Colin Sullivan: OK. Turning to some policy things, Dan Berman, there is a proposal in the Interior portion of the budget to transfer proceeds from Nevada land sales to the federal treasury. How is that going to be receiving and can you give me some details on that proposal?
Dan Berman: Well, it's already been received and depending on who you ask it's already been, you know, it's a nonstarter. You know the problem with, they're fooling around with proceeds from land sales in Nevada and so they've already run into a minority leader, Harry Reid, over in the Senate. The problem is this is a, has raised nearly $2 billion in the six years since the program was enacted and it was promoted to Nevadans as they're selling off federal lands to developers, but they're keeping all the proceeds in state. Well now the problem is they've raised far more money than they expected to and Interior hasn't been able to spend it all. So they figure well, if we're not spending all the money there, we might as well try to take a chunk out of it.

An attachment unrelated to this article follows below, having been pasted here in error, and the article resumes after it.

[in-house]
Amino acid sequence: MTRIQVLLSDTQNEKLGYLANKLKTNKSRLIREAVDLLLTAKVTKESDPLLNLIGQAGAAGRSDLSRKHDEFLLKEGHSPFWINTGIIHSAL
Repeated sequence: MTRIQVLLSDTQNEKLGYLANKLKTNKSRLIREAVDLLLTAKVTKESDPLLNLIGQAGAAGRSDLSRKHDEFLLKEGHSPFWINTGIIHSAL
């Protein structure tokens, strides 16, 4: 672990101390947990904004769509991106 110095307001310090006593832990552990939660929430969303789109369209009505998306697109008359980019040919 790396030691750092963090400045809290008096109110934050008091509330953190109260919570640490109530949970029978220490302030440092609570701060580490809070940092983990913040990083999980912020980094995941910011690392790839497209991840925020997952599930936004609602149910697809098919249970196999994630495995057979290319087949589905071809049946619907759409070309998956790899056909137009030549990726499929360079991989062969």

Colin Sullivan: Um-hmm. What else is going on? I mean, in terms of endangered species recovery funds there was some language in there addressing ESA, there was a reduction of $5.5 million. How is that likely to reform efforts to list endangered species?
Dan Berman: Well, I mean you know any time they're cutting the budget of endangered species recovery, it's likely to help arguments by House Resources Chairman Richard Pombo and others who feel that species are, you know, being put on the endangered species list, but they never get removed from the list. They're always there. I asked Secretary Norton about this and she said that while the recovery budget itself has been cut by a million dollars, there's at least $10 million in various other programs, land conservation programs, grant programs, habitat conservation programs elsewhere in the budget that have the same effect of helping species recovery, but it just isn't listed specifically as recovered.
Colin Sullivan: OK. Darren, there was some increases in the EPA budget. Where were those increases seen?